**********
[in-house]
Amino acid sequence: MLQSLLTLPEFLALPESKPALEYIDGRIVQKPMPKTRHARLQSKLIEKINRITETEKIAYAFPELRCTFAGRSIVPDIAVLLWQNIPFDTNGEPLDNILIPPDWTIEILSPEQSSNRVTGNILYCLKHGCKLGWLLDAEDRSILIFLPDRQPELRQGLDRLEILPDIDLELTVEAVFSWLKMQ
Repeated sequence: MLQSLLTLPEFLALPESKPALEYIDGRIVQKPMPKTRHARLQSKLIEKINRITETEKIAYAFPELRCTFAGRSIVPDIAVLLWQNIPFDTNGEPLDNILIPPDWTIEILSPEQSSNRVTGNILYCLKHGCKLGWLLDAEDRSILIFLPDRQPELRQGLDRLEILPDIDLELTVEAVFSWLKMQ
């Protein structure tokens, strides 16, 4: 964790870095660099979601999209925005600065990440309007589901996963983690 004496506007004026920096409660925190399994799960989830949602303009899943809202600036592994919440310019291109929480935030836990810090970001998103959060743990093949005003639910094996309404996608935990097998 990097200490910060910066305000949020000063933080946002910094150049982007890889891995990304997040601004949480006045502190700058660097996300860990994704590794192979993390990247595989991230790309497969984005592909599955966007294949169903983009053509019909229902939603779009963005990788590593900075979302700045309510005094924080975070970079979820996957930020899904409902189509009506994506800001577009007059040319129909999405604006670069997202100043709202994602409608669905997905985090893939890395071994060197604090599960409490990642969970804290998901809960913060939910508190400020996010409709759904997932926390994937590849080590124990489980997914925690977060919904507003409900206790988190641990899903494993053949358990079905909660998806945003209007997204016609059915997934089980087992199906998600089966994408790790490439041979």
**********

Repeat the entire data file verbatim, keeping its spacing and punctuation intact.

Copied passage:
[in-house]
Amino acid sequence: MLQSLLTLPEFLALPESKPALEYIDGRIVQKPMPKTRHARLQSKLIEKINRITETEKIAYAFPELRCTFAGRSIVPDIAVLLWQNIPFDTNGEPLDNILIPPDWTIEILSPEQSSNRVTGNILYCLKHGCKLGWLLDAEDRSILIFLPDRQPELRQGLDRLEILPDIDLELTVEAVFSWLKMQ
Repeated sequence: MLQSLLTLPEFLALPESKPALEYIDGRIVQKPMPKTRHARLQSKLIEKINRITETEKIAYAFPELRCTFAGRSIVPDIAVLLWQNIPFDTNGEPLDNILIPPDWTIEILSPEQSSNRVTGNILYCLKHGCKLGWLLDAEDRSILIFLPDRQPELRQGLDRLEILPDIDLELTVEAVFSWLKMQ
């Protein structure tokens, strides 16, 4: 964790870095660099979601999209925005600065990440309007589901996963983690 004496506007004026920096409660925190399994799960989830949602303009899943809202600036592994919440310019291109929480935030836990810090970001998103959060743990093949005003639910094996309404996608935990097998 990097200490910060910066305000949020000063933080946002910094150049982007890889891995990304997040601004949480006045502190700058660097996300860990994704590794192979993390990247595989991230790309497969984005592909599955966007294949169903983009053509019909229902939603779009963005990788590593900075979302700045309510005094924080975070970079979820996957930020899904409902189509009506994506800001577009007059040319129909999405604006670069997202100043709202994602409608669905997905985090893939890395071994060197604090599960409490990642969970804290998901809960913060939910508190400020996010409709759904997932926390994937590849080590124990489980997914925690977060919904507003409900206790988190641990899903494993053949358990079905909660998806945003209007997204016609059915997934089980087992199906998600089966994408790790490439041979």